What to Know About Financial Planning Careers

(StatePoint) Considering a career in financial planning? Those in the industry point out that financial planning provides opportunities to chart one’s own path, maximize growth potential, and maintain work-life balance.

Whether you strike out on your own or work at a firm, big or small, here’s what to know about some of the most common employers of Certified Financial Planner (CFP) professionals:

• Registered Investment Advisory (RIA) firms. At RIAs, financial planners generally provide investment advice to, and manage the portfolios of, clients with high net worth.

• Wirehouses. These are full-service broker dealers that typically sell investment products to clients and provide varied services, including retirement planning and tax advice.

• National and regional broker dealers. These firms offer similar services as wirehouses, but tend to be smaller. Those working there may buy and sell stocks, bonds, mutual funds or other financial products on behalf of their clients or for their own firm.

• Insurance broker dealers. Financial planning professionals at these firms, which are often owned by an insurance company, generally sell insurance products that are securities, such as variable annuities.

• Independent broker dealers. Many financial planners advise clients as independent contractors, rather than as a firm’s employee.

• Banks. Those affiliated with a specific bank will advise that institution’s customers.

• Self-employment. Roughly one in five personal financial planners opted for ultimate freedom and flexibility and were self-employed in 2016, according to the Bureau of Labor Statistics (BLS).

Firm-specific career paths also provide opportunities for CFP professionals to grow from aspiring advisors into professionals who lead client relationships and financial planning teams. While these career paths vary somewhat by firm, they tend to follow a five-step progression:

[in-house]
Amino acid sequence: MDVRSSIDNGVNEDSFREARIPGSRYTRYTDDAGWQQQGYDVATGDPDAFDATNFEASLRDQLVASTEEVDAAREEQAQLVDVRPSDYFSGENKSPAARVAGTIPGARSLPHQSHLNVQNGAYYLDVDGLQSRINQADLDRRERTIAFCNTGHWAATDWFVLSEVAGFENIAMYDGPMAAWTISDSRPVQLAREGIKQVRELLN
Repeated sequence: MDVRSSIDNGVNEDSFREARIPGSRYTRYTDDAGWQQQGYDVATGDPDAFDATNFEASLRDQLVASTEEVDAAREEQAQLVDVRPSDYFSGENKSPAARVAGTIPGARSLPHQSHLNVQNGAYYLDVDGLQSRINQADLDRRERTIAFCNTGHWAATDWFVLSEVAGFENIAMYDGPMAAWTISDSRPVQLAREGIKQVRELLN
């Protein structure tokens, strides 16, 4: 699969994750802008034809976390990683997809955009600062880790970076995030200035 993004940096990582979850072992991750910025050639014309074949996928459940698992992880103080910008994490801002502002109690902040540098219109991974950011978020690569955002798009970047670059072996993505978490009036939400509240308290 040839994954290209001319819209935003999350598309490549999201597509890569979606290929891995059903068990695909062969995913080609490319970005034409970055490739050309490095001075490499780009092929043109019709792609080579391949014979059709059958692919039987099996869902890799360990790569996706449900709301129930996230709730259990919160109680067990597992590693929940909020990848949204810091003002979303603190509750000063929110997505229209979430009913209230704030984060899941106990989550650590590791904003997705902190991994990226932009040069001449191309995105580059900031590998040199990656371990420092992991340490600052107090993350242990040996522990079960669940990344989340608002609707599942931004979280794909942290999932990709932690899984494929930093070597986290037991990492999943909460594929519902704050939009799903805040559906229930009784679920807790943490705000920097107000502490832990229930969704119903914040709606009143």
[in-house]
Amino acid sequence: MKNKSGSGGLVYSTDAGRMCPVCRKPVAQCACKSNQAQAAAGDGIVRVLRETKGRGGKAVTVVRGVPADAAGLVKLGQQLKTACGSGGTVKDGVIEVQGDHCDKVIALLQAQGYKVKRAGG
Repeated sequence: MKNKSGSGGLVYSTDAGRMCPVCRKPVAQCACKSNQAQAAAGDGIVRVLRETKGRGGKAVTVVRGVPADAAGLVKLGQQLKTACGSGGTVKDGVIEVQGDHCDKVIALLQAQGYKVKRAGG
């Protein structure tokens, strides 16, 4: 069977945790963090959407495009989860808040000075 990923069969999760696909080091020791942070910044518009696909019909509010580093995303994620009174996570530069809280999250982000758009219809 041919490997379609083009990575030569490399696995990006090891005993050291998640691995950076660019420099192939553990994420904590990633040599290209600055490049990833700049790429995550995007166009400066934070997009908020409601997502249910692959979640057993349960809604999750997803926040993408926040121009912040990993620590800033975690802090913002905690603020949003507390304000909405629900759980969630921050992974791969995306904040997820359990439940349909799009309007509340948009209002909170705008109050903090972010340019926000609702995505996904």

1. Analyst. The entry-level position for CFP professionals.

2. Associate Advisor. These CFP professionals draft financial plans and develop analyses to be presented by the firm’s lead professionals.

3. Service Advisor. Many firms require CFP certification for this position, which focuses on communicating with clients and responding to their needs.

4. Lead Advisor/Managing Director. Those in this role strategically manage client relationships, develop and implement a service methodology and guide clients through important financial planning decisions.

5. Principal/Partner. At this level, CFP professionals generally manage large teams of advisors and are responsible for their development; serve premier firm clients; contribute to firm growth; and have executive-level responsibilities.

Whatever option you choose, a financial planning career gives you the opportunity to make a difference in the lives of the people and families you serve, while building your own future. The BLS reports that financial planners earn a median pay of $89,000, and that jobs within the financial advisory industry will grow by 15 percent between 2016 and 2026, meaning that financial planning presents long-term career opportunities. A detailed guide to financial advisory career paths is available at CenterforFinancialPlanning.org/CareerPaths. To learn more about how to become a CFP professional, visit cfp.net/become.

Before embarking on a financial planning career, get acquainted with the field to learn more about all the opportunities available.

Photo Credit: (c) monkeybusinessimages / iStock via Getty Images

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